How can someone who has everything still be searching for happiness? We tend to think that having all we desire will bring us fulfillment and a sense of achievement. It is all too common for so many people who seem to “have it all” to find that happiness eludes them. The reason is based in the wrong way of thinking or, in other words, the wrong way of viewing life. We have bought into society’s message—promoted like a sales pitch—that if we have a bigger house, expensive cars, and more money, we will be happy.
The truth is clear:
When you become attached to things, you are setting yourself up for pain.
There will be pain in the experience of loss and separation and the realization that everything will go, sooner or later. It is all transient and an illusion.
If we want to change our relationship to happiness and break the attachment that causes pain, we need to understand that nothing lasts forever. It is a lesson to teach our children, as well, so they can take it out into the world to affect change. Nothing lasts forever.
Everything is changing, constantly, as any scientist will affirm. But how does this relate to our lives and our quest for happiness? In order to bring this concept down to a level that speaks to our lives, we must begin by giving thanks for all that we do have, instead of focusing on what we don’t have. With this way of thinking, we will begin to understand that we are just custodians in the bigger picture of our existence.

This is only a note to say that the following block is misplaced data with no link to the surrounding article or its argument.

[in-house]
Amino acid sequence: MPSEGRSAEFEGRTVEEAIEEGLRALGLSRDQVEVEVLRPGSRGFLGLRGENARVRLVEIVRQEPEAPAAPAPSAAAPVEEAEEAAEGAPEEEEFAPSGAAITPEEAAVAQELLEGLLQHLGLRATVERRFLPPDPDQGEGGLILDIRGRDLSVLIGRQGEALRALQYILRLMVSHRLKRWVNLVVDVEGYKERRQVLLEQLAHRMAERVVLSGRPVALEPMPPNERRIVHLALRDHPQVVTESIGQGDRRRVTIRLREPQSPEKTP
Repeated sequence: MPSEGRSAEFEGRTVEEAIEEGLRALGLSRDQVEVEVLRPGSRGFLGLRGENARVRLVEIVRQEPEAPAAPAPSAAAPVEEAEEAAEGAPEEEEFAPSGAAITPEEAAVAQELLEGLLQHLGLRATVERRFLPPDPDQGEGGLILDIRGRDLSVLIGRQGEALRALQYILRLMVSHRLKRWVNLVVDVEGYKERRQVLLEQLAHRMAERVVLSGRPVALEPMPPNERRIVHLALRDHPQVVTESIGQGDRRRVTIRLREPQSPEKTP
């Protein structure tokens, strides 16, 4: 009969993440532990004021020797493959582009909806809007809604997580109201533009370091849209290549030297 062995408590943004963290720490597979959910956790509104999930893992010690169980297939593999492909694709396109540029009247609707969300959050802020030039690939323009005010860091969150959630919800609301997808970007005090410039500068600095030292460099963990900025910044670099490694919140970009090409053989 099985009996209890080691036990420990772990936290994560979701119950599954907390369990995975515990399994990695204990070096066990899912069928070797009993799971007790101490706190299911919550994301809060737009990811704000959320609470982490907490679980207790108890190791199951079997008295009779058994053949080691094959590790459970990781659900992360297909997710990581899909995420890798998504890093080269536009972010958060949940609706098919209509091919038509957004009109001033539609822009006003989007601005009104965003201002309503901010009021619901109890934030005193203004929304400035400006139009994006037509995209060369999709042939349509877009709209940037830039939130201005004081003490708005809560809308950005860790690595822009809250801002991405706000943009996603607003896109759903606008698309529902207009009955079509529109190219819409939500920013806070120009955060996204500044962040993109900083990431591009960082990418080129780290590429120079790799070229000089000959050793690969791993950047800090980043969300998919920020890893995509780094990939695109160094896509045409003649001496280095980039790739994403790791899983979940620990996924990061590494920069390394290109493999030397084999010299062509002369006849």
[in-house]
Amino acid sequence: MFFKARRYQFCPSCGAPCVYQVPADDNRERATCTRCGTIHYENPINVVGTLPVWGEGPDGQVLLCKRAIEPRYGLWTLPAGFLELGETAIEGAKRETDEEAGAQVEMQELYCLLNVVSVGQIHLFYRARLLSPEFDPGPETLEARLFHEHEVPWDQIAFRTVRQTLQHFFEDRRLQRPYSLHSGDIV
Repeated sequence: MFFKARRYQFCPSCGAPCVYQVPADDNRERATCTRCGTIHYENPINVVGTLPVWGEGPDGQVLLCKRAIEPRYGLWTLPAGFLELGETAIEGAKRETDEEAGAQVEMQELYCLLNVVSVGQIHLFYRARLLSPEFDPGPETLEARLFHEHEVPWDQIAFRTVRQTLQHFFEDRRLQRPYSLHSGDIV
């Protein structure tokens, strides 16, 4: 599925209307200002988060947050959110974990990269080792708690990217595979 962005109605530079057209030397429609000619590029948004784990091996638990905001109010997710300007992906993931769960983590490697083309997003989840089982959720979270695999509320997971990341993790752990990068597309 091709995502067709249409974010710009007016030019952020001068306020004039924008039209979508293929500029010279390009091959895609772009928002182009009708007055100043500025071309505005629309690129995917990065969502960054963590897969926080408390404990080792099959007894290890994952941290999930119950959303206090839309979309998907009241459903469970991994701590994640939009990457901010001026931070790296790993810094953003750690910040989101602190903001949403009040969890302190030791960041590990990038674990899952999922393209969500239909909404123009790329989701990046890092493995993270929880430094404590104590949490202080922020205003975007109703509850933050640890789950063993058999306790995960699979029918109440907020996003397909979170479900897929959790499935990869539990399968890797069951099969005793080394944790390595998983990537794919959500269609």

We need to put all of the gifts we posses to work, not only for ourselves, but also in service of what is good for all.
What does that mean in your life? It could be your large house with extra rooms, shared with someone who needs a home. It could be abundance of your table, offered to others. It could be the help that you extend: the ride you gave to someone who didn’t have a car; the person out in the cold whom you wrapped in a blanket.
At the end of your life, you will discover that spirit has been running the show, not you. That essence will ask what you have done for others. It is in the service of other people that you truly serve yourself, achieve your goals, and feel deep, abundant happiness. This is the path to ending attachment to transitory things. You will finally be able to see through the error of the mantra “me, me, me.” When it is changed to “we, we, we,” joy, happiness, and bliss will come to you, and you will continue to share it with the world.
Derek O’Neill is an internationally acclaimed psychotherapist, motivational speaker, author, martial arts sensei, and humanitarian. He is the author of More Truth Will Set You Free, the “Get a Grip” series of pocket-sized books, several children’s books, and an upcoming book on parenting (Fall 2013 release). Inspired by his worldly travels, he formed SQ Foundation, a not-for-profit organization focused on helping solve global issues facing humanity today. With charitable projects in twelve countries, the Foundation brings food, medicine, education, shelter, and other basic needs to children, families, and communities in need. In 2012, he was honored as Humanitarian of the Year and named International Celebrity Ambassador for Variety International the Children’s Charity.